February 18, 2020

In this month’s Crowning Careers article, we hear from Suki Nandra, Specialty Registrar in Orthodontics who shares her experience on becoming a Dentist.

Unlike most dentists, I started my journey in dentistry as a student dental nurse. I sat my NEBDN nursing exam 10 years ago and I am currently a Specialty Registrar in Orthodontics at Guy’s and Medway hospitals.

After completing my A-Levels I, like many teenagers, was unsure of my future career aspirations. I personally have never been one to favour the academic pathway, so I chose to complete a one-year dental nursing course instead of going to university to study biomedical sciences. The course gave me the opportunity to learn a practical skill where I could work clinically in a hospital and attend lectures on a weekly basis.

It is an understatement to say when I started as a student dental nurse, I was very naïve to all things dental and at the age of 18 even the workplace seemed foreign. I would still to this day describe my year as a student dental nurse as one of the hardest learning paths I have taken, yet it is likely the most crucial as it paved the way for the rest of my career.

After completing my dental nurse training, I went on to work as a qualified dental nurse in the orthodontic department at the Eastman dental hospital and assisted postgraduate students. Despite enjoying my job, I couldn’t help imagining what it would be like working on the other side of the patient. By chance I found out that the University of Sheffield accepted dental nurses with A-Levels onto their dentistry programme and after one year I had secured a place in dental school. The University of Sheffield remains the only UK University to recognise and accept the dental nursing qualification as part of a dentistry application. My nursing knowledge and familiarity in the dental environment helped me massively through dental school and luckily made exams involving charting, cross infection and instruments a breeze. Almost certainly, the most important advantage of being a dental nurse before a dentist is that I have a better understanding of how it feels to work on both sides of the patient. I appreciate the frustrations, elations and general emotions that both roles entail during the day. This has helped my working relationships with my team, as I feel a well-functioning team only produces better care for patients.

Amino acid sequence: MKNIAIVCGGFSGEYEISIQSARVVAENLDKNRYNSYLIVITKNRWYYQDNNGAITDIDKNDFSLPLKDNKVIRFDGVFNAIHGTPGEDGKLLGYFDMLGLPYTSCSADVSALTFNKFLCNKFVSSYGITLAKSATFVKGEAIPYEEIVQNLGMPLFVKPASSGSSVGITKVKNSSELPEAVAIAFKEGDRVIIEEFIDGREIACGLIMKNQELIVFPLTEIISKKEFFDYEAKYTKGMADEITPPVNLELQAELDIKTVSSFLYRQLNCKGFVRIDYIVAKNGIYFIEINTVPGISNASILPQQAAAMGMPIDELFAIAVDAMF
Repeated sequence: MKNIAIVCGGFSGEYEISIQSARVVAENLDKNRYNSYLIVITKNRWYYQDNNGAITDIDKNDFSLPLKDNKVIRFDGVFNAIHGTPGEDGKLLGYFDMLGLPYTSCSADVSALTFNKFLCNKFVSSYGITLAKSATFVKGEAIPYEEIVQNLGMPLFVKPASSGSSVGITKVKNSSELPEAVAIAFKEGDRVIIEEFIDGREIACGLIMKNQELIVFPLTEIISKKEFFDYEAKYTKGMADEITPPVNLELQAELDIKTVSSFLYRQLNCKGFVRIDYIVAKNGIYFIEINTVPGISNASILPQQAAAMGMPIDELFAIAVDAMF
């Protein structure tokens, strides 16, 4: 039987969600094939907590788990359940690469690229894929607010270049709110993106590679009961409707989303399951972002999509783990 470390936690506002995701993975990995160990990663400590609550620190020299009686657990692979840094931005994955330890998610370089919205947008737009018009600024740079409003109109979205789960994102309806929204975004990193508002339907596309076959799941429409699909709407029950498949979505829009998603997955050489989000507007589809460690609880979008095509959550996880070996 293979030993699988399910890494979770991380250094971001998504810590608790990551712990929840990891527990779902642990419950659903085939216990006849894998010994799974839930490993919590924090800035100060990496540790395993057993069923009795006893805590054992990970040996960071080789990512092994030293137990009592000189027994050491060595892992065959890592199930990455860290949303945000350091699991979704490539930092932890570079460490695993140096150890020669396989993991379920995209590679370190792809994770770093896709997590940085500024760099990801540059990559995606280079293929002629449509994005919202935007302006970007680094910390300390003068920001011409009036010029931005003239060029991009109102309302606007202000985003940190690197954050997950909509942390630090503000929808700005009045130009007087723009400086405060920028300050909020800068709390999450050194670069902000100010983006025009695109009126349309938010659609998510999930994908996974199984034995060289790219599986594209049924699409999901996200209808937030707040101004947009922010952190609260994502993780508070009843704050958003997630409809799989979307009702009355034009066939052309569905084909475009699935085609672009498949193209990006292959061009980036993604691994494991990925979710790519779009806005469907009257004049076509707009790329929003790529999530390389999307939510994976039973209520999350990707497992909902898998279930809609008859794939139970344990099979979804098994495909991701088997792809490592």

Since qualifying as a dentist I have worked in multiple specialties (Oral Maxillofacial surgery, Restorative, Paediatric and Special Care Dentistry) and in multiple settings (Practice, Hospital, Community). Whilst working through training posts I also completed my MFDS (Membership of the Faculty of Dental Surgery) and a Postgraduate certificate in Medical Education.

This year I have embarked on a three-year specialty training programme in Orthodontics. It is strange to think that I spent years assisting postgraduate students and 10 years later I am one myself. I would not say my journey has been an exceptionally hard transition but it has involved a lot of work. There probably isn’t a more fitting individual than a dental nurse to become a dental clinician and it is definitely more than possible for dental nurses to train as dentists; it’s all about taking that leap.

For those interested, my article in the BDJ Team describes the application pathways for dental nurses applying for dentistry roles: https://www.nature.com/articles/bdjteam201824.

Written by
Jade Monori